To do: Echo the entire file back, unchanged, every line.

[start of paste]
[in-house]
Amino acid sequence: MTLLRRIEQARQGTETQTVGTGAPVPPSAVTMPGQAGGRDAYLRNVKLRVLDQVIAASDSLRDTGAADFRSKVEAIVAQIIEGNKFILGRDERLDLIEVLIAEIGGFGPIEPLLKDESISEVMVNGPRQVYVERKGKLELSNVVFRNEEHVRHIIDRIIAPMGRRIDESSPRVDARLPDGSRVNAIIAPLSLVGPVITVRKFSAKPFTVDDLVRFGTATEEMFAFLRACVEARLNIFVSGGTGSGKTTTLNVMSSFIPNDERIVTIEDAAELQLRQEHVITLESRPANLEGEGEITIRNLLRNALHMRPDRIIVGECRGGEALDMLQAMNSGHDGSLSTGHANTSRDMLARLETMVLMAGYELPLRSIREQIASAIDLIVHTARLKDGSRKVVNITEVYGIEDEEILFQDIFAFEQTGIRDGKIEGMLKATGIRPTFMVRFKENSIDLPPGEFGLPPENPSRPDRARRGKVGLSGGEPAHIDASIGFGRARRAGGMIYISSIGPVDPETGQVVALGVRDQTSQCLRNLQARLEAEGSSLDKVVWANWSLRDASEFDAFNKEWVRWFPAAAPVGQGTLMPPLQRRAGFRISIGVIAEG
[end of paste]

[in-house]
Amino acid sequence: MTLLRRIEQARQGTETQTVGTGAPVPPSAVTMPGQAGGRDAYLRNVKLRVLDQVIAASDSLRDTGAADFRSKVEAIVAQIIEGNKFILGRDERLDLIEVLIAEIGGFGPIEPLLKDESISEVMVNGPRQVYVERKGKLELSNVVFRNEEHVRHIIDRIIAPMGRRIDESSPRVDARLPDGSRVNAIIAPLSLVGPVITVRKFSAKPFTVDDLVRFGTATEEMFAFLRACVEARLNIFVSGGTGSGKTTTLNVMSSFIPNDERIVTIEDAAELQLRQEHVITLESRPANLEGEGEITIRNLLRNALHMRPDRIIVGECRGGEALDMLQAMNSGHDGSLSTGHANTSRDMLARLETMVLMAGYELPLRSIREQIASAIDLIVHTARLKDGSRKVVNITEVYGIEDEEILFQDIFAFEQTGIRDGKIEGMLKATGIRPTFMVRFKENSIDLPPGEFGLPPENPSRPDRARRGKVGLSGGEPAHIDASIGFGRARRAGGMIYISSIGPVDPETGQVVALGVRDQTSQCLRNLQARLEAEGSSLDKVVWANWSLRDASEFDAFNKEWVRWFPAAAPVGQGTLMPPLQRRAGFRISIGVIAEG